Thoughts on paid trials?

Alex Farmer
Alex Farmer Member Posts: 62 Expert
First Anniversary Photogenic First Comment GGR Blogger 2021
edited October 2023 in Customer Journey

Recently, @Mollie Luckhurst posted about free trials, but I also wanted to start a discussion about paid trials!  Who's had good/bad experiences using paid trials to attempt to increase conversion?  

My thoughts: 

Revenue recognition

If the business recognizes a trial (or even a trial that rolls into a fully paid contract with an exit clause) as ARR you have a massive churn problem brewing.  Every failed trial booked as ARR contributes to churn, which incentivizes CSMs (owners of churn number) to swarm on making trial accounts successful (converting them, which should be the job of sales) and neglects paid customers, which leads to an even greater churn problem!  So, I'm a strong believer paid trials can count as revenue, but not recurring revenue!  And sales might not like it if they're commissioned on recurring revenue only, but its the right incentive to fully complete the sale (see below).

Depends on the product

That said, it does depend on the product.  If its a high-volume, self-service sales process where you pick your plan and enter your credit card details, then trials make total sense and in fact its almost perfectly designed so that customers self-select if they need a sales person engaged - ie: sales teams need to engage with those that select trials to convert them, those that sign-up in full don't need any sales resources.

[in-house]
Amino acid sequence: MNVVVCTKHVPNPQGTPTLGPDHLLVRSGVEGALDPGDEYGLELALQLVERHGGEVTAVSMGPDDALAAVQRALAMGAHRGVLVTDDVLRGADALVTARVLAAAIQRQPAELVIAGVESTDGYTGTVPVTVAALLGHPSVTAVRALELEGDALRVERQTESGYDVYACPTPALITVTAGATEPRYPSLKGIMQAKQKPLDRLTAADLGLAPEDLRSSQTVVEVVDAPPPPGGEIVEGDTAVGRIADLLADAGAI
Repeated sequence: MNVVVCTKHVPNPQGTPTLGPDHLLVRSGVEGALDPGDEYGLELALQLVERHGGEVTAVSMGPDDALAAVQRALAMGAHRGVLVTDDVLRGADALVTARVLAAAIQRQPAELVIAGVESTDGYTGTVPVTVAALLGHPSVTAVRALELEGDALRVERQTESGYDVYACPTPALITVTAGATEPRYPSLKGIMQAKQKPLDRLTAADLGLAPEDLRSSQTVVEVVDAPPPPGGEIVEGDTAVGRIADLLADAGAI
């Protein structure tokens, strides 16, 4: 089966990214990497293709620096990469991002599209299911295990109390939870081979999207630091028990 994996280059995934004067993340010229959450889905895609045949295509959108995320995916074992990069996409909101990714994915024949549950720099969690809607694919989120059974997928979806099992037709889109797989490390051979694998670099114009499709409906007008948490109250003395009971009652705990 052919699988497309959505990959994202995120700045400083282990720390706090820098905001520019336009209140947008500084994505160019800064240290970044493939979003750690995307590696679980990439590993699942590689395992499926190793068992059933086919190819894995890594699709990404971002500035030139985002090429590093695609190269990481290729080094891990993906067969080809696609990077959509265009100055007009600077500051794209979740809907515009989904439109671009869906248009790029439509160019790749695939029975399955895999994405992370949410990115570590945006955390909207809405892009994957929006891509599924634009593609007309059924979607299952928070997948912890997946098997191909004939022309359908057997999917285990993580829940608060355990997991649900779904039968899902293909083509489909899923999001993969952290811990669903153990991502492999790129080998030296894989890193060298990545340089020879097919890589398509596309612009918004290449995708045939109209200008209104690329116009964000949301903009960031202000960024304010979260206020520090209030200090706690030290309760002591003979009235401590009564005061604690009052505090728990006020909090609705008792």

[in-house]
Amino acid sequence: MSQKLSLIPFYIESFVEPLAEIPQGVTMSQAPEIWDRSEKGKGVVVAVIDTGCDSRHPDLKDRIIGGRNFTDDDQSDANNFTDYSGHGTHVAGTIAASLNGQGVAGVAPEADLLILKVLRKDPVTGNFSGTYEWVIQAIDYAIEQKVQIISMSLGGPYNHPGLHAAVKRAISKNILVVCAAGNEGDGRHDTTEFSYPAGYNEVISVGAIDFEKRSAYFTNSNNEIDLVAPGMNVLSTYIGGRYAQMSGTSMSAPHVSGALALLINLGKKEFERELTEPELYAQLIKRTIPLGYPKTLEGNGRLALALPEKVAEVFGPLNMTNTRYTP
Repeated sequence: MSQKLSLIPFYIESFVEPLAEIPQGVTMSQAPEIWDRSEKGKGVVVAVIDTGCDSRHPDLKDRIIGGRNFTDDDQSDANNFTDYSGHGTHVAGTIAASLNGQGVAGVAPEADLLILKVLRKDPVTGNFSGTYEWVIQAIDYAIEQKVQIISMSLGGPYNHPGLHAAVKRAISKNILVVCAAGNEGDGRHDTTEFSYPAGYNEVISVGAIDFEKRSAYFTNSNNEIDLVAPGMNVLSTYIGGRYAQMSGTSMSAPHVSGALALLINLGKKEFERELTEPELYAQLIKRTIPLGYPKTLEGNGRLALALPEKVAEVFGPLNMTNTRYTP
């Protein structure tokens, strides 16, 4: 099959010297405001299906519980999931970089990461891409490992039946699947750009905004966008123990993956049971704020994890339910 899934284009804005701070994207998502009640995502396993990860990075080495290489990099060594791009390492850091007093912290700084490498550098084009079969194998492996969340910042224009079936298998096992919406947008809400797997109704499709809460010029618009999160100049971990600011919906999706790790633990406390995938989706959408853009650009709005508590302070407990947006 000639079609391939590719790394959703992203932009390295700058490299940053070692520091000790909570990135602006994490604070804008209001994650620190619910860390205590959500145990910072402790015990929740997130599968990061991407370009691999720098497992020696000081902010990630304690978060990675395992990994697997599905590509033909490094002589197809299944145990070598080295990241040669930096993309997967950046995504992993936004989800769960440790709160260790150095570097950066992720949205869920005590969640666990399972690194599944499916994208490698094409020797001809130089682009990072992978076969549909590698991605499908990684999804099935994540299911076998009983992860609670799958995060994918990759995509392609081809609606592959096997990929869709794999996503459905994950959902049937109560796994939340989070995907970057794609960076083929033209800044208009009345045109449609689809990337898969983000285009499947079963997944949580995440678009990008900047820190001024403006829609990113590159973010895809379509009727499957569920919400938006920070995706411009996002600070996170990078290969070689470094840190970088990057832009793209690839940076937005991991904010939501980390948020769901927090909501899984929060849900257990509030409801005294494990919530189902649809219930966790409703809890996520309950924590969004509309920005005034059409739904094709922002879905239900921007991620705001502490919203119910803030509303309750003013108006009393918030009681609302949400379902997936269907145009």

Harder to make work well with enterprise B2B SaaS

But I've seen the same logic apply upmarket to complex B2B sales where I think it largely does more harm than good.  That sales cycle is much more complex and requires budget sign-offs, scoping documents etc.  Trials in this scenario can be incorrectly used to short-cut "proper selling" of the solution.  Sales teams want to close deals and sometimes too often say "don't worry about all your questions, lets just do a trial!", which is a pretty lazy way of trying to speed up a deal - the customer isn't sold yet!  So, the burden on "proper selling" is now on CS, product, onboarding teams, which increases customer acquisition cost and probably leads to fewer converted deals.  So for B2B enterprise SaaS, if we have to do trials to prove value, they should be self-contained in the sales org.  You gotta pay to get the CS, product, onboarding teams, who need to focus on making existing customers successful.


  • Will Pagden
    Will Pagden Member Posts: 99 Expert
    edited July 2020

    My thoughts, if implemented well can be really powerful but many companies don’t put enough focus into it therefore it can cause serious harm, particularly to the CSM who manages the converted account. 

  • Matt Myszkowski
    Matt Myszkowski Member Posts: 143 Expert
    First Comment Photogenic First Anniversary
    edited July 2020

    Generally, I am not a fan of trials (paid or otherwise) and the involvement of a CSM. The value & impact of the CSM is derived from long-term, sustainable and scalable relationship building. If a trial of whatever length limits the ability for the CSM to engage and demonstrate value, then they will be set-up to fail from the start.

    Thankfully at SAP we do not support trials, but even short-term contracts (a year or less) are very rarely signed off for exactly the same reason.